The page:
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    The pressing global issue of food insecurity due to population growth, diminishing land and variable climate can only be addressed in agriculture by improving both maximum crop yield potential and resilience. Genetic modification is one potential solution, but has yet to achieve worldwide acceptance, particularly for crops such as wheat. Trehalose-6-phosphate (T6P), a central sugar signal in plants, regulates sucrose use and allocation, underpinning crop growth and development. Here we show that application of a chemical intervention strategy directly modulates T6P levels in planta. Plant-permeable analogues of T6P were designed and constructed based on a ‘signalling-precursor’ concept for permeability, ready uptake and sunlight-triggered release of T6P in planta. We show that chemical intervention in a potent sugar signal increases grain yield, whereas application to vegetative tissue improves recovery and resurrection from drought. This technology offers a means to combine increases in yield with crop stress resilience. Given the generality of the T6P pathway in plants and other small-molecule signals in biology, these studies suggest that suitable synthetic exogenous small-molecule signal precursors can be used to directly enhance plant performance and perhaps other organism function

    Burmese pythons in Florida: A synthesis of biology, impacts, and management tools

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    Burmese pythons (Python molurus bivittatus) are native to southeastern Asia, however, there is an established invasive population inhabiting much of southern Florida throughout the Greater Everglades Ecosystem. Pythons have severely impacted native species and ecosystems in Florida and represent one of the most intractable invasive-species management issues across the globe. The difficulty stems from a unique combination of inaccessible habitat and the cryptic and resilient nature of pythons that thrive in the subtropical environment of southern Florida, rendering them extremely challenging to detect. Here we provide a comprehensive review and synthesis of the science relevant to managing invasive Burmese pythons. We describe existing control tools and review challenges to productive research, identifying key knowledge gaps that would improve future research and decision making for python control. (119 pp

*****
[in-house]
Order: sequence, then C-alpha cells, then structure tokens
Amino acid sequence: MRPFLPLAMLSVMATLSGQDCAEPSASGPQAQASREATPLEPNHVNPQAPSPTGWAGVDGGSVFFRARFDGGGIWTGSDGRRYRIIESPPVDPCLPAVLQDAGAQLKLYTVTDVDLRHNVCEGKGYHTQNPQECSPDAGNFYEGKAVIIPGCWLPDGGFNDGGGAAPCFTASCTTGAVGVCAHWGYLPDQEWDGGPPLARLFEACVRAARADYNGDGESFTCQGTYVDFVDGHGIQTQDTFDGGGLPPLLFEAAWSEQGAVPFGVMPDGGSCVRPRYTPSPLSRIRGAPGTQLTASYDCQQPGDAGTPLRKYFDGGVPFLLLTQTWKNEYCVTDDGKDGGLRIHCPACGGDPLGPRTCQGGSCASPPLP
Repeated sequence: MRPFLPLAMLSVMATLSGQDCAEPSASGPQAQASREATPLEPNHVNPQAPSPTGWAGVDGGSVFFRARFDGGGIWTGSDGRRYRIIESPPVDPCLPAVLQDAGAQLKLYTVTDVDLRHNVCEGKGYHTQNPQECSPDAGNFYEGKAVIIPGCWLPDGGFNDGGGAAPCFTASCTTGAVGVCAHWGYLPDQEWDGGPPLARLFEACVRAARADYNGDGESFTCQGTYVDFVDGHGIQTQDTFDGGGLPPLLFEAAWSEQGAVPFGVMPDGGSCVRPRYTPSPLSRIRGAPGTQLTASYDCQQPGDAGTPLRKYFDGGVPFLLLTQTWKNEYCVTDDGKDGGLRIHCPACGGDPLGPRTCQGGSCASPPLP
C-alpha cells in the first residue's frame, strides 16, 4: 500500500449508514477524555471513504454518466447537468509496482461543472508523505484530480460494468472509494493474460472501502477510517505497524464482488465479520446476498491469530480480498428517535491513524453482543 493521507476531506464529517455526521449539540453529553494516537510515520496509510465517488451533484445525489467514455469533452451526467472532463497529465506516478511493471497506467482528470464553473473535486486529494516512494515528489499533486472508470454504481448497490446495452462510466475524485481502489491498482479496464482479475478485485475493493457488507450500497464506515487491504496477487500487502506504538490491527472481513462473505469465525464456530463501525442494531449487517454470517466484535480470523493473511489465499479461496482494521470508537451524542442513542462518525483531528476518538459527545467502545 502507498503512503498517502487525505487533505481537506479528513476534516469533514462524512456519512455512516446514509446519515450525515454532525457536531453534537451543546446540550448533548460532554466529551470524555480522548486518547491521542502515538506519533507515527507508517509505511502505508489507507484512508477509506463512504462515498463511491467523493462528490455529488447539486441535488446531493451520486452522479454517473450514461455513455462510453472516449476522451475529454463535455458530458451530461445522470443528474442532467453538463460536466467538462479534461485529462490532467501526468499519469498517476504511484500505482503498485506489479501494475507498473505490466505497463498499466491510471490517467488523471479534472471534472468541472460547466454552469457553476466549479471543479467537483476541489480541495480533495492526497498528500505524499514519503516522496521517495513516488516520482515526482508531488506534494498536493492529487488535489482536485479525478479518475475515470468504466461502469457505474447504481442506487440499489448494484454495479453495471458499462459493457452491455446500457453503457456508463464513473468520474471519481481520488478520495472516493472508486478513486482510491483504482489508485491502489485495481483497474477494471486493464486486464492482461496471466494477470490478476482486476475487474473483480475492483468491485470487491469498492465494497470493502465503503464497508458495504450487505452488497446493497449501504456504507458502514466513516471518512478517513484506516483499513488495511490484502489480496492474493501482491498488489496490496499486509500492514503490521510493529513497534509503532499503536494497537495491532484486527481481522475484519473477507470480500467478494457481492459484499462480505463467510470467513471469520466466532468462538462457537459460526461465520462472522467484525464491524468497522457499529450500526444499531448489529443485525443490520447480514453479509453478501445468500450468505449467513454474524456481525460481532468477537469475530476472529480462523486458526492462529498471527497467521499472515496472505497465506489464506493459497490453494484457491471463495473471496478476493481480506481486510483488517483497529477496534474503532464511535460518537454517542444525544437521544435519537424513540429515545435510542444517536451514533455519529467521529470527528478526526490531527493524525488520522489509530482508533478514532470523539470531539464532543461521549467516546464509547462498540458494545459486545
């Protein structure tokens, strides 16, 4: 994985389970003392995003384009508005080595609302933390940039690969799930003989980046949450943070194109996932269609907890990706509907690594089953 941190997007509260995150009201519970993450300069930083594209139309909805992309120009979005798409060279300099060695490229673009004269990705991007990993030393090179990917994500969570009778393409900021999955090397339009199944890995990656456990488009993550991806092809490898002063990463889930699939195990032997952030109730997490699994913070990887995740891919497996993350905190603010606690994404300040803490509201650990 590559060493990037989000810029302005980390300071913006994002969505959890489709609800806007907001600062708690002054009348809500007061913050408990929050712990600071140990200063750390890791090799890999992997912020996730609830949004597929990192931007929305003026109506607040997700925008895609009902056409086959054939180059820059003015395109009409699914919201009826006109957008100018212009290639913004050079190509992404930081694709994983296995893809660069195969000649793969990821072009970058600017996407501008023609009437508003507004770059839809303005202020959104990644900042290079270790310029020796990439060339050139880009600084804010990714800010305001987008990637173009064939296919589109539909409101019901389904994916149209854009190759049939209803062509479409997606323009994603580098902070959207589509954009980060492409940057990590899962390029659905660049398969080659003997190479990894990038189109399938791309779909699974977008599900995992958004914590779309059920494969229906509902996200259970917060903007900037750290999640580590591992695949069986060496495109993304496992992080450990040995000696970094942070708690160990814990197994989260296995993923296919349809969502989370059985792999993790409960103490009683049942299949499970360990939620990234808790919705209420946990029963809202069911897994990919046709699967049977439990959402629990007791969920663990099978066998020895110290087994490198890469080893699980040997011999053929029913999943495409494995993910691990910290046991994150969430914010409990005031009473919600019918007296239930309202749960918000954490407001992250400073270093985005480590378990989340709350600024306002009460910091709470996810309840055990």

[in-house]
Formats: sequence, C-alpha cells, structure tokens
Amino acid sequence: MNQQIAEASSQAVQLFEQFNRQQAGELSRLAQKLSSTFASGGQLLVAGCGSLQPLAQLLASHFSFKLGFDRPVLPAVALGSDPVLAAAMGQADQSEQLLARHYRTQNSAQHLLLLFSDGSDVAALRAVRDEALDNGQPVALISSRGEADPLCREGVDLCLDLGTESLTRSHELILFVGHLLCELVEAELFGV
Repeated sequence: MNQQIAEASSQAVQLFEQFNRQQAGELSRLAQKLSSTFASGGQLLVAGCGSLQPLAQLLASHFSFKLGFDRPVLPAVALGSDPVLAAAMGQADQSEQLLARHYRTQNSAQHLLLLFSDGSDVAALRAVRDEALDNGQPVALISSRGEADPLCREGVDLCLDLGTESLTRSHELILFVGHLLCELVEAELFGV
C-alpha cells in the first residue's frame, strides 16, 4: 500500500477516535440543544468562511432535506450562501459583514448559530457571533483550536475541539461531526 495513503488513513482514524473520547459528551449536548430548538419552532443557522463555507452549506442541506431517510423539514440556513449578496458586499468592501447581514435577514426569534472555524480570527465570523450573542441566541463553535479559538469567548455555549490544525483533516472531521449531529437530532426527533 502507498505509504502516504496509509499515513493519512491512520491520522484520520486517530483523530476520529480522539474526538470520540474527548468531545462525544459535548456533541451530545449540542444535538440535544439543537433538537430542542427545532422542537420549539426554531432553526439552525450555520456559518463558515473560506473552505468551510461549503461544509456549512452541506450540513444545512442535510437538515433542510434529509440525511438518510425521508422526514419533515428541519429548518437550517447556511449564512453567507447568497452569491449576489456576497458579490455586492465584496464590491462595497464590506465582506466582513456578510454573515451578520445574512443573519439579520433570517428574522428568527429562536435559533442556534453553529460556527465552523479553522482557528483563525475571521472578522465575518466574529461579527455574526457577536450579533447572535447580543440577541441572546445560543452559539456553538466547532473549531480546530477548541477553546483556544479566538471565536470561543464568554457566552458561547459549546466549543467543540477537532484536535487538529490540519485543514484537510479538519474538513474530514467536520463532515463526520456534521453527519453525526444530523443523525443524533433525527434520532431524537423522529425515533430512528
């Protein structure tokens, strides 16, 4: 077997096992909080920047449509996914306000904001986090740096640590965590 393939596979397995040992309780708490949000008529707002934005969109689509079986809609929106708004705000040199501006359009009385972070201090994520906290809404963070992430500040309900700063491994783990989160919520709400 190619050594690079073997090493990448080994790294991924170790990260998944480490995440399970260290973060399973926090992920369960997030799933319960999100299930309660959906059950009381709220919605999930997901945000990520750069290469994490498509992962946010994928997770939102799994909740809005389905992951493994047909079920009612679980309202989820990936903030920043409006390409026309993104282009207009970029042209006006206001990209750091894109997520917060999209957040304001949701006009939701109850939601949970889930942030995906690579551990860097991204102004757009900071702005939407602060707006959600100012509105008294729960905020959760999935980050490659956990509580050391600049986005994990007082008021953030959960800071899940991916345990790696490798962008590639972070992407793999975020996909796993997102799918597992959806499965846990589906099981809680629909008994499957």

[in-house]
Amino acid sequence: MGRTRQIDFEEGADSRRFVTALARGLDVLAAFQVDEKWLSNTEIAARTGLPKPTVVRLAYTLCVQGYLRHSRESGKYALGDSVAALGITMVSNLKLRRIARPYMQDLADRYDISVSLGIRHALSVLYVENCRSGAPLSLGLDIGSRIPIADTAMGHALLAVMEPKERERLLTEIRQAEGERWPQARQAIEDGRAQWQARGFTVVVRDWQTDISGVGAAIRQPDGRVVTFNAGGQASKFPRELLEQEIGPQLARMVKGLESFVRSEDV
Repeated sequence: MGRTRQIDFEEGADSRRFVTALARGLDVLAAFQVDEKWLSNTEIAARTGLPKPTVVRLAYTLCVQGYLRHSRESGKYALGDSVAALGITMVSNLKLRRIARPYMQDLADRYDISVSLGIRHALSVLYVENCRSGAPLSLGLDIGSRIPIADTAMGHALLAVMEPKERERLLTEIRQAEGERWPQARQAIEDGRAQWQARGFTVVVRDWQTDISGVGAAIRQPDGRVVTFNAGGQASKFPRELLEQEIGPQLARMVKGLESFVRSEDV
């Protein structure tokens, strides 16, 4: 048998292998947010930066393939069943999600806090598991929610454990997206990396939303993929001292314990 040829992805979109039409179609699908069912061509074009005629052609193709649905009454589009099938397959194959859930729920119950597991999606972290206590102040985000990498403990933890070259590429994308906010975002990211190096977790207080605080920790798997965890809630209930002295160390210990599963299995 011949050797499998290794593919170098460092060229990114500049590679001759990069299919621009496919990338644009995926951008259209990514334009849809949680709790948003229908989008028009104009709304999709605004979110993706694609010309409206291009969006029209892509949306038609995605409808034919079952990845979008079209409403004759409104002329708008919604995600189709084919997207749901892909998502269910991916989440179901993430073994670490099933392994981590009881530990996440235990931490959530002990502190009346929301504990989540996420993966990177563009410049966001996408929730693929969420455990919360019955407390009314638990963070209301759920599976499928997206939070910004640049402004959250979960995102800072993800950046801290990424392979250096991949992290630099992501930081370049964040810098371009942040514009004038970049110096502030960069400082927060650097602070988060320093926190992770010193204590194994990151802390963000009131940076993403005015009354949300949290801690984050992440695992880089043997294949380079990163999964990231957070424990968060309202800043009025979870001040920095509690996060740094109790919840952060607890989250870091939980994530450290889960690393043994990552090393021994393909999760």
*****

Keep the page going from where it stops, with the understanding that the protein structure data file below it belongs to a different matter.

Genome-wide association of familial prostate cancer cases identifies evidence for a rare segregating haplotype at 8q24.21

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    Previous genome-wide association studies (GWAS) of prostate cancer risk focused on cases unselected for family history and have reported over 100 significant associations. The International Consortium for Prostate Cancer Genetics (ICPCG) has now performed a GWAS of 2511 (unrelated) familial prostate cancer cases and 1382 unaffected controls from 12 member sites. All samples were genotyped on the Illumina 5M+exome single nucleotide polymorphism (SNP) platform. The GWAS identified a significant evidence for association for SNPs in six regions previously associated with prostate cancer in population-based cohorts, including 3q26.2, 6q25.3, 8q24.21, 10q11.23, 11q13.3, and 17q12. Of note, SNP rs138042437 (p = 1.7e−8) at 8q24.21 achieved a large estimated effect size in this cohort (odds ratio = 13.3). 116 previously sampled affected relatives of 62 risk-allele carriers from the GWAS cohort were genotyped for this SNP, identifying 78 additional affected carriers in 62 pedigrees. A test for an excess number of affected carriers among relatives exhibited strong evidence for co-segregation of the variant with disease (p = 8.5e−11). The majority (92 %) of risk-allele carriers at rs138042437 had a consistent estimated haplotype spanning approximately 100 kb of 8q24.21 that contained the minor alleles of three rare SNPs (dosage minor allele frequencies <1.7 %), rs183373024 (PRNCR1), previously associated SNP rs188140481, and rs138042437 (CASC19). Strong evidence for co-segregation of a SNP on the haplotype further characterizes the haplotype as a prostate cancer pre-disposition locus